Identifier

MSS.6.26

Date

8-1-1861

Subjects

United States--History--Civil War, 1861-1865; Bruen, Augusta Forrer--Correspondence; United States--History--Civil War, 1861-1865--Women

Notes

4 pages

Transcription

Dayton O Aug. 1st 1861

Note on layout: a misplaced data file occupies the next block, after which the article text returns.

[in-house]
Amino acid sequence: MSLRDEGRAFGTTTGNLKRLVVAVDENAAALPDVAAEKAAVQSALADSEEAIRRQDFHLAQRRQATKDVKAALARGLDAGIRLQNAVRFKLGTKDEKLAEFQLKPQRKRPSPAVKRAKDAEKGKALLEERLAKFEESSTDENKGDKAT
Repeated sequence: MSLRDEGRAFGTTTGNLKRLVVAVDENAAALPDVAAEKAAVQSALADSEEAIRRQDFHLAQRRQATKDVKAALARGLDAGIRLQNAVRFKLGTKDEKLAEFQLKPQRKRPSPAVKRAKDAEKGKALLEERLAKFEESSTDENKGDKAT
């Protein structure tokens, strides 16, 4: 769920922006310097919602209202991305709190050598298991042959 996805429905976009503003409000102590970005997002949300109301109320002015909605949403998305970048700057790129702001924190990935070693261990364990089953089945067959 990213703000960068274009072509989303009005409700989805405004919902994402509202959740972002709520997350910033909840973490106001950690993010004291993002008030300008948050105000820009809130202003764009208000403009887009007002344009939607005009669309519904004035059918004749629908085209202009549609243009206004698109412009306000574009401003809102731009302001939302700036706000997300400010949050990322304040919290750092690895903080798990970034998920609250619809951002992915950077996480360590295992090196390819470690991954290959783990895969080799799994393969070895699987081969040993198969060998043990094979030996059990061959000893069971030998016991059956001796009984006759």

'Duty before pleasure', dear Husband I have just been answering the letter I will enclose to you. I told friend Bill where you were, and that I would send his letter, and that he could not get an answer till the middle or last of next week. Do answer immediately and tell him where to write, whether to you or Uncle John. I saw Mr. Houseman today, and he wished me to ask if you would part with those books; he seems very anxious to have them; he made no offer; said he did not know what was asked for them in the bookstores, that he only knew that you had got them for less than they normally cost. I told him to tell his son today that I believed you did not wish to part with your law books. Those things have not been moved. Well! The commercial says that all the Ohio and Indiana appointments were confirmed. I feel a little as Rufus King, that after the thing was offered to you I wanted you to succeed even if you did not stick to it long, because, as he said there were always plenty to pick at every body. He was quite warm about it last night as we talked at the corner. Yes, the fear that you may be in a little too long for our good, or happiness, sometimes almost overcomes me, for you are quite too dear to us all, to think of any accidents befalling you, without dismay, and sadness. Mother said yesterday that she missed you more and more every day, and she could wish the appointment would fall, except for your probable disappointment, and because it would gratify some people. I am afraid there will be some difficulty about company. John *Dard's* clerk said today that he was not going for four weeks and I feel sometimes such dislike of asking anyone that I am half inclined to go without them if Ernestine will go with us. Mary and I have been thinking over all the persons who are likely to go. I think of seeing Mrs. Babbitts and Mrs. Conrad. I know of no others I would like to ask. I will try to find out about the changes and see if I can not get along without asking any others. You spoke of James *Perrin* and Harry Conover, but I would not like to ask either one. I am afraid all the men will be afraid of me. Thursday morn._ I am not yet dressed but seeing a pretty picture in Sella's room just now I thought I would tell you of it. Sella called me to see how nicely they were fixed in bed, I went and six blue eyes bright with excitement were turned up on me, Rob's little white teeth showing too, so delighted was the little fellow. Pretty soon after Sella was caressing him and calling him 'sweetest-', he echoed it with 'seetah' 'seetah'. Then soon after came out to 'tell mamma' on *'Pankums'*. He has taken off his night clothes now and is 'nakah' he says. I must go and dress him. Do give me all the information you can as to your papers. I've noticed some that I thought were deeds. Shall I let Uncle J look over them and see what my might to be done with them._ Give me all the information you can about my traveling. Must I give up any checks and have the luggage sent to No. 38 Broadway? Supposing by some accident I should be alone in New York; where should I wait for you? As for the house I suppose it will have to be cleaned, and think we had better board till I can see to it myself. And wish you would look out for a good woman to help me. I must close as Uncle John is going. Thine ever Augusta

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